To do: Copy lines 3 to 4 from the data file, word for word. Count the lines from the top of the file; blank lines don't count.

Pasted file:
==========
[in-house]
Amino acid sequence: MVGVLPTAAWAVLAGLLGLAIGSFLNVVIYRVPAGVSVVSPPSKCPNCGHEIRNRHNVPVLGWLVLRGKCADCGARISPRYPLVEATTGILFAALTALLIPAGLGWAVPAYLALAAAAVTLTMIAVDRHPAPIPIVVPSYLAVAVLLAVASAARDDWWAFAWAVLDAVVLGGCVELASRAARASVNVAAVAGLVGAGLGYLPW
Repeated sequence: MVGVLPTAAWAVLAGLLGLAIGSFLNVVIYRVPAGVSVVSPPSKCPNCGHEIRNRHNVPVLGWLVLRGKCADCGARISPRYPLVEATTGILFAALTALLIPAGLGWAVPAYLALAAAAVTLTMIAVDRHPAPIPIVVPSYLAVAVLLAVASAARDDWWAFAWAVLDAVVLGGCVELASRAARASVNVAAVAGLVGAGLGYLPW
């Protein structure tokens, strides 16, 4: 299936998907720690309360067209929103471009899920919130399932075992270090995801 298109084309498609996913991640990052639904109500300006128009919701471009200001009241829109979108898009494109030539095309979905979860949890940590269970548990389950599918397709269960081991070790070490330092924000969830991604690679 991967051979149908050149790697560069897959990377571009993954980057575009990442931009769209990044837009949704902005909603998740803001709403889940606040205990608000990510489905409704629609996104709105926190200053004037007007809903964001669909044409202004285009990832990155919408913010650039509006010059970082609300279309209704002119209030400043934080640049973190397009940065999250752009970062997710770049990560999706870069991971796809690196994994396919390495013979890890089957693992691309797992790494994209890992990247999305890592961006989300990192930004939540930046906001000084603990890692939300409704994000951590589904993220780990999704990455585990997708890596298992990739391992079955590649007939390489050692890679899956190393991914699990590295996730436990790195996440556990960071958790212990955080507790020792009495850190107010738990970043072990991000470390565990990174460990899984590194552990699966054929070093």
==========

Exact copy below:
Repeated sequence: MVGVLPTAAWAVLAGLLGLAIGSFLNVVIYRVPAGVSVVSPPSKCPNCGHEIRNRHNVPVLGWLVLRGKCADCGARISPRYPLVEATTGILFAALTALLIPAGLGWAVPAYLALAAAAVTLTMIAVDRHPAPIPIVVPSYLAVAVLLAVASAARDDWWAFAWAVLDAVVLGGCVELASRAARASVNVAAVAGLVGAGLGYLPW
């Protein structure tokens, strides 16, 4: 299936998907720690309360067209929103471009899920919130399932075992270090995801 298109084309498609996913991640990052639904109500300006128009919701471009200001009241829109979108898009494109030539095309979905979860949890940590269970548990389950599918397709269960081991070790070490330092924000969830991604690679 991967051979149908050149790697560069897959990377571009993954980057575009990442931009769209990044837009949704902005909603998740803001709403889940606040205990608000990510489905409704629609996104709105926190200053004037007007809903964001669909044409202004285009990832990155919408913010650039509006010059970082609300279309209704002119209030400043934080640049973190397009940065999250752009970062997710770049990560999706870069991971796809690196994994396919390495013979890890089957693992691309797992790494994209890992990247999305890592961006989300990192930004939540930046906001000084603990890692939300409704994000951590589904993220780990999704990455585990997708890596298992990739391992079955590649007939390489050692890679899956190393991914699990590295996730436990790195996440556990960071958790212990955080507790020792009495850190107010738990970043072990991000470390565990990174460990899984590194552990699966054929070093």